FTX’s First Day in Court: ‘Personal Fiefdom of Sam Bankman-Fried’ – PYMNTS.com

Almost a full two weeks after first filing for bankruptcy on Nov. 11, the insolvent cryptocurrency exchange FTX finally held its first-day motion requests on Tuesday (Nov. 22). The hearing took place in Wilmington, Delaware, the traditional city where corporate bankruptcy cases are heard.
Presided over by Judge John T. Dorsey of the U.S. Bankruptcy Court for the District of Delaware, the Tuesday session focused on what assets FTX has, to whom they are owed, and where the overall bankruptcy case for FTX and its affiliates should be held.
The remaining “how” of the once-popular crypto exchange’s implosion has been widely covered; while the “why” will have to wait, or be speculatively guessed at, as Sam Bankman-Fried (SBF)’s now-infamous claims of being motivated by the Effective Altruism movement have been largely debunked by the industry-wide fallout from his group of companies’ failures.
James “Jim” Bromley, co-head of white shoe law firm Sullivan & Cromwell’s Global Finance and Restructuring practice, is acting counsel to FTX’s newly installed leadership team. He called the bankruptcy case “unprecedented” during his opening remarks. “We have probably witnessed one of the most abrupt and difficult corporate collapses in the history of corporate America,” he went on to say, as reported by Bloomberg.
What Assets FTX Has
Bromley walked the court through each key moment in the FTX collapse, from the leak of sister trading firm Alameda Research’s balance sheet to the announcement by Changpeng Zhao (CZ), the CEO of rival cryptocurrency exchange Binance, that he planned to liquidate his FTT holdings, the crypto token minted by FTX, and the subsequent new-age bank run on FTX that CZ’s reveal caused.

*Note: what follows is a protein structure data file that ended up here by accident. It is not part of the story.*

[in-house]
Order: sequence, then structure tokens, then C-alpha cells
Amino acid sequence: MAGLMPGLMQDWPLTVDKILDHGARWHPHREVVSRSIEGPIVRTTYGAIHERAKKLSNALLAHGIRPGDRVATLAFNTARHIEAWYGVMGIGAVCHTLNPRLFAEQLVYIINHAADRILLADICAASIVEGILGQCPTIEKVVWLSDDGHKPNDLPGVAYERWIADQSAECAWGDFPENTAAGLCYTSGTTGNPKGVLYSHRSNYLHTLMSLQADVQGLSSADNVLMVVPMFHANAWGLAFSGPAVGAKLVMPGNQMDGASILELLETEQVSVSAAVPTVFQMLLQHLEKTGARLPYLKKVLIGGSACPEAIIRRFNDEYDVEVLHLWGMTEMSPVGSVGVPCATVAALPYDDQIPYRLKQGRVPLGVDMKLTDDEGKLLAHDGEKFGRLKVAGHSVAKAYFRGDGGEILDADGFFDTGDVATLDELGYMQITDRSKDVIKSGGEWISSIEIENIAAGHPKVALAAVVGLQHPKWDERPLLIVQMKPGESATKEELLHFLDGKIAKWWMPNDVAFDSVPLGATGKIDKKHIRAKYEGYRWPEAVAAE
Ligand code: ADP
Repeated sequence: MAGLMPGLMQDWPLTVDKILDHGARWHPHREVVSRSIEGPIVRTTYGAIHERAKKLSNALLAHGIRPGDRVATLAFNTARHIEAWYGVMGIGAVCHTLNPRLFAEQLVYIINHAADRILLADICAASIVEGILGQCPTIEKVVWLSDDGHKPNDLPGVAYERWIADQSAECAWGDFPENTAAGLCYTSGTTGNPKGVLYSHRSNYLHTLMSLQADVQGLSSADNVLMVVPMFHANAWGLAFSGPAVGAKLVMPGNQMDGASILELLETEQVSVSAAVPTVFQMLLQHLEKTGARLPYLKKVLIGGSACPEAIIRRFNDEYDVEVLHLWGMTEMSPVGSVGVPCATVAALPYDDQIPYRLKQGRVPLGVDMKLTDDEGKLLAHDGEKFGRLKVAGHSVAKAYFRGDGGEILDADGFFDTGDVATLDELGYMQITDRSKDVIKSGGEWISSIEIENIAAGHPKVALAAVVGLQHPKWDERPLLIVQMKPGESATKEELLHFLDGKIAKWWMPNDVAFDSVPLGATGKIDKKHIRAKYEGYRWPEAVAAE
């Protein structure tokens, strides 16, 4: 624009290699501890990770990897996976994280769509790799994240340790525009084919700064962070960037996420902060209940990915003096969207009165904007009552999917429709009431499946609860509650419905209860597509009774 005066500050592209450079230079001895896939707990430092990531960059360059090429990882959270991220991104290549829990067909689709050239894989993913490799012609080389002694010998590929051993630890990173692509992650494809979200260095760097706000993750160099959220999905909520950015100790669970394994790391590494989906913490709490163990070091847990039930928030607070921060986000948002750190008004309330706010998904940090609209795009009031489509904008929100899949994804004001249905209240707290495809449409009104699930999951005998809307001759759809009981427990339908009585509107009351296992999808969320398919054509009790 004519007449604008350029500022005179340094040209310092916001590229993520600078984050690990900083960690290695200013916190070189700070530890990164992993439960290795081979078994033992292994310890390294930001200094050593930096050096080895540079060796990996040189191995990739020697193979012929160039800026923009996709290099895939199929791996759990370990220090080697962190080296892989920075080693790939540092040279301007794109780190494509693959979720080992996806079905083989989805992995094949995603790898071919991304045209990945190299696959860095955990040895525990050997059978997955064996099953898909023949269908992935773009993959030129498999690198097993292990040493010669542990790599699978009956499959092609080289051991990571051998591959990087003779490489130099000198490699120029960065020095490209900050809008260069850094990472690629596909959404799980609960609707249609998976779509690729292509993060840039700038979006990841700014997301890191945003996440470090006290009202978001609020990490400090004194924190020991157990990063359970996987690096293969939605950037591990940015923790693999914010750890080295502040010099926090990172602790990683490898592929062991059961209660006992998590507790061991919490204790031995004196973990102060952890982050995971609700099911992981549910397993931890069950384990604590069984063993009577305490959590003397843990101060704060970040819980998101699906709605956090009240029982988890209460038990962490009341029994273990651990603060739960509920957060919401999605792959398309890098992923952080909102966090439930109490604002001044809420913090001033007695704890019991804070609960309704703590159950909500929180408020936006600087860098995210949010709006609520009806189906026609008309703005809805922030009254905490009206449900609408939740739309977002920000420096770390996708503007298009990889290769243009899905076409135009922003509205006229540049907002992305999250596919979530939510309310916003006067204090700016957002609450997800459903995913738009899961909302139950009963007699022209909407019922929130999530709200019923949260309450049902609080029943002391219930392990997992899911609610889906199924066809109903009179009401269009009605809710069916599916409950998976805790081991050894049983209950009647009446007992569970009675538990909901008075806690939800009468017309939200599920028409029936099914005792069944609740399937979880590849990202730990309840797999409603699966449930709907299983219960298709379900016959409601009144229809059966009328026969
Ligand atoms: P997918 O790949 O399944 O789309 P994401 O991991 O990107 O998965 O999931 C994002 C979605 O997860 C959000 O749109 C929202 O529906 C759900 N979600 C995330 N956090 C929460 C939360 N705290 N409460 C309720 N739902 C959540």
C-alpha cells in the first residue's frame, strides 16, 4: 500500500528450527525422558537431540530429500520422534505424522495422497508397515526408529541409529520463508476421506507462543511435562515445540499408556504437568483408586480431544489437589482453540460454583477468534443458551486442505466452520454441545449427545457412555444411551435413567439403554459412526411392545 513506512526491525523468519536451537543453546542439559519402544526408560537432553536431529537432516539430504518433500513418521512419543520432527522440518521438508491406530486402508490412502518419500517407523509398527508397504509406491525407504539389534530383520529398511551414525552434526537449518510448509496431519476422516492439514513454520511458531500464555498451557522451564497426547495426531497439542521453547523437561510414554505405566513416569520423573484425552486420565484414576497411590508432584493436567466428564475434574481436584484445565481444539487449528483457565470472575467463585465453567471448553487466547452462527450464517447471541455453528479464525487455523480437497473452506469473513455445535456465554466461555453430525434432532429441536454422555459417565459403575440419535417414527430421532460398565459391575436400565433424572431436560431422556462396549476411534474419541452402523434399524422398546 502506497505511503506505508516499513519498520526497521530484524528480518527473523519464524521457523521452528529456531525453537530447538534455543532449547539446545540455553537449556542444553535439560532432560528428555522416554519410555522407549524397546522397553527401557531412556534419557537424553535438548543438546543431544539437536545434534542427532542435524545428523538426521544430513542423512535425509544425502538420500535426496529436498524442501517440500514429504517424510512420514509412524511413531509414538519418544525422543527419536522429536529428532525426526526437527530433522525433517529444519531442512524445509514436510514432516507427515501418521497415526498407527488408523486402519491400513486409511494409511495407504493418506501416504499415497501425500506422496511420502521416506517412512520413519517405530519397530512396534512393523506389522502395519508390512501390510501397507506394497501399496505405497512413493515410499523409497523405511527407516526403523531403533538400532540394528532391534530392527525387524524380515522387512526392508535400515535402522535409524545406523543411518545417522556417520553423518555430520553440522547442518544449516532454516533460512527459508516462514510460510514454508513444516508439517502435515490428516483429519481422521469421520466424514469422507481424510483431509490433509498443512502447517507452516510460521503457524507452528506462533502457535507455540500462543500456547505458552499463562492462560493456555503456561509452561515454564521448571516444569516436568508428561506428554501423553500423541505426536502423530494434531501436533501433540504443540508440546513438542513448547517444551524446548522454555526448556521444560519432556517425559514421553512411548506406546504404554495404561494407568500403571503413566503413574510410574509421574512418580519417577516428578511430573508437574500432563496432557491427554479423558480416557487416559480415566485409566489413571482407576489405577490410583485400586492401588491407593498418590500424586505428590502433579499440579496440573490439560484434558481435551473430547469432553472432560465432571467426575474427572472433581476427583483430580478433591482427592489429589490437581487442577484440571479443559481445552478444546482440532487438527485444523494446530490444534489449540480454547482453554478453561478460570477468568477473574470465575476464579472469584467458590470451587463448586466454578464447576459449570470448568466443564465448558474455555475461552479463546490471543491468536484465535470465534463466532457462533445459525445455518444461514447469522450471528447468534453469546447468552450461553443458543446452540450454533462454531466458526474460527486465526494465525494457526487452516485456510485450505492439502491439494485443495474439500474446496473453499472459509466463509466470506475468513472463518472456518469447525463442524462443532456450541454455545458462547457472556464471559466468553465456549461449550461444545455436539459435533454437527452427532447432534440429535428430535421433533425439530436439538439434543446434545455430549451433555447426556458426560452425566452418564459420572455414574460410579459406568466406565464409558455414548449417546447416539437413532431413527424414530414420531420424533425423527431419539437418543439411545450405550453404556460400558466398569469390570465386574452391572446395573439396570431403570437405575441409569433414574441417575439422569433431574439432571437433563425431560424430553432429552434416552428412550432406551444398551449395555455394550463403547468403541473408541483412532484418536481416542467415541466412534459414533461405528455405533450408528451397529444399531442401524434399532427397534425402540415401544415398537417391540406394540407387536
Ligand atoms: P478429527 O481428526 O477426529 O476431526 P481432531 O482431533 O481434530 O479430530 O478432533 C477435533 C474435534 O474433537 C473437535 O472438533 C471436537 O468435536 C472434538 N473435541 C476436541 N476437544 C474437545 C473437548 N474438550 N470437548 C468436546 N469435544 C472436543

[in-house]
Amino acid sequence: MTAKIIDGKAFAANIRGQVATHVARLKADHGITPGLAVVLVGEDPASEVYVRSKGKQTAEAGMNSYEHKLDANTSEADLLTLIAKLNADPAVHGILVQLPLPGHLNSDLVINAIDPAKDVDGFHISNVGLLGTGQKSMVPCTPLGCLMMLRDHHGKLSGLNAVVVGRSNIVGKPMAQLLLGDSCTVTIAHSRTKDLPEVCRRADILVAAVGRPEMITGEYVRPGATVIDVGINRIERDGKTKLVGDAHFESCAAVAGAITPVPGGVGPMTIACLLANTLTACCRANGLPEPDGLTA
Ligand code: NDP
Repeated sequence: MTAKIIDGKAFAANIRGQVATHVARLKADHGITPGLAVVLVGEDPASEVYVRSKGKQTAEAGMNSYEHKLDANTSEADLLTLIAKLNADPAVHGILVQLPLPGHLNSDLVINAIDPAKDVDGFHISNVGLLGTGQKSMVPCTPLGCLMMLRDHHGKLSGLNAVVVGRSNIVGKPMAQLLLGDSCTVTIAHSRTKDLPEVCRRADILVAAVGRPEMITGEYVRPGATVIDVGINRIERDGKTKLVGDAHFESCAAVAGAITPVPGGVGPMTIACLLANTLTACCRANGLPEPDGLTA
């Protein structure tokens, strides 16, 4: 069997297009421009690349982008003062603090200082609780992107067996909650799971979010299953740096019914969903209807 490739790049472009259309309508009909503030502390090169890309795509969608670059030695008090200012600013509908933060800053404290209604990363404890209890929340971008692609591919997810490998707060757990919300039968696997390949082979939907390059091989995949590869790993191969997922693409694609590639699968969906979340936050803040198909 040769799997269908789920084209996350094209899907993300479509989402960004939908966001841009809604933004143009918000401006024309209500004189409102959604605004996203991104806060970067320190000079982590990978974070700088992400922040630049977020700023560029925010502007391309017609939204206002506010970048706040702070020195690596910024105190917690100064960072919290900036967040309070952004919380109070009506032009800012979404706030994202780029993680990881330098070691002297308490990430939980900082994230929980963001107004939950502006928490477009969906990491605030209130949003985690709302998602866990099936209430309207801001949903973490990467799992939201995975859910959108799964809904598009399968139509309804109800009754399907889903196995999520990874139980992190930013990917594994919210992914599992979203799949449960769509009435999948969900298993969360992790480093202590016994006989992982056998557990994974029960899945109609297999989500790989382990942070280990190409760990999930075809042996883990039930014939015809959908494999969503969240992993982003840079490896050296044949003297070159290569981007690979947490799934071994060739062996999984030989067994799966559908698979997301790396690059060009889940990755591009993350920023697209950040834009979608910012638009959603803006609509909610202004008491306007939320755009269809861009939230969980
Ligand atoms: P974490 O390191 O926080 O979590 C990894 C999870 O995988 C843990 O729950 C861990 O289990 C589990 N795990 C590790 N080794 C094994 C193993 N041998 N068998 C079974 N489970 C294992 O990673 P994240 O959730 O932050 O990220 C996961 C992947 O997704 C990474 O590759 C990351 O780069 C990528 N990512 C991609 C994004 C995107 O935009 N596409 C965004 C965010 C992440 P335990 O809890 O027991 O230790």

The Sullivan & Cromwell partner, widely considered a first-rate bankruptcy lawyer with decades of experience working on behalf of both governments and private enterprises, outlined the main business entities of SBF’s family of affiliated companies: FTX.com, FTX US, FTX’s venture arm, and trading firm Alameda Research, which holds the largest cash balance among the core four listed. The corporate governance in place for each of the main business verticals was minimal, consisting primarily of SBF and a close coterie of intermingled deputies.
The court has been told FTX has 36 banks and more than 200 bank accounts, and the enterprise group of companies employed a little over 500 people, the majority of whom were based in the U.S., followed by Japan, then Turkey. SBF and other key leaders lived in a shared penthouse in the Bahamas.
As reported by PYMNTS, with the help of turnaround firm Alvarez & Marsal, $1.24 billion in cash was uncovered at the FTX group of companies leading up to the first-day motions, a much higher tally than was able to be confirmed by FTX.
It is not all good news, however, as Bromley indicated to the court that a “substantial amount” of FTX Group’s assets “have either been stolen or are missing.”